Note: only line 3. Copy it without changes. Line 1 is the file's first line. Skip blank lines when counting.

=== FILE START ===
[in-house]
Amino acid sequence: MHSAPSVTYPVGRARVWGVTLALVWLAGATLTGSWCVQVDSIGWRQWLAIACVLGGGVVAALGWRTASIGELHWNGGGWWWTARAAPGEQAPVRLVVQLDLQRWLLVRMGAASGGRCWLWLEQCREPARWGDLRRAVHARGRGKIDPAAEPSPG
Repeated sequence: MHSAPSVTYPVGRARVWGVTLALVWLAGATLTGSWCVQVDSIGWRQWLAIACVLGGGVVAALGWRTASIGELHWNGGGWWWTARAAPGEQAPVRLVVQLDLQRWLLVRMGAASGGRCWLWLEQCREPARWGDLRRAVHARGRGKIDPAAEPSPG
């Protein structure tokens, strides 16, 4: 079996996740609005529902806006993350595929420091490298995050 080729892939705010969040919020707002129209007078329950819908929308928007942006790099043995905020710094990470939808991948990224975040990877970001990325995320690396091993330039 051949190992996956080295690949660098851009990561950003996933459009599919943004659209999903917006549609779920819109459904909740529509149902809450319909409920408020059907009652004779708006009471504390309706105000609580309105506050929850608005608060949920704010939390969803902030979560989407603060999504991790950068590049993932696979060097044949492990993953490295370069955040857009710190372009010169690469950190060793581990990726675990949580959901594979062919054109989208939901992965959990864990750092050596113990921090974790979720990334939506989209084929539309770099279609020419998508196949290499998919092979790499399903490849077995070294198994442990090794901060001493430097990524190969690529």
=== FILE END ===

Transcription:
Repeated sequence: MHSAPSVTYPVGRARVWGVTLALVWLAGATLTGSWCVQVDSIGWRQWLAIACVLGGGVVAALGWRTASIGELHWNGGGWWWTARAAPGEQAPVRLVVQLDLQRWLLVRMGAASGGRCWLWLEQCREPARWGDLRRAVHARGRGKIDPAAEPSPG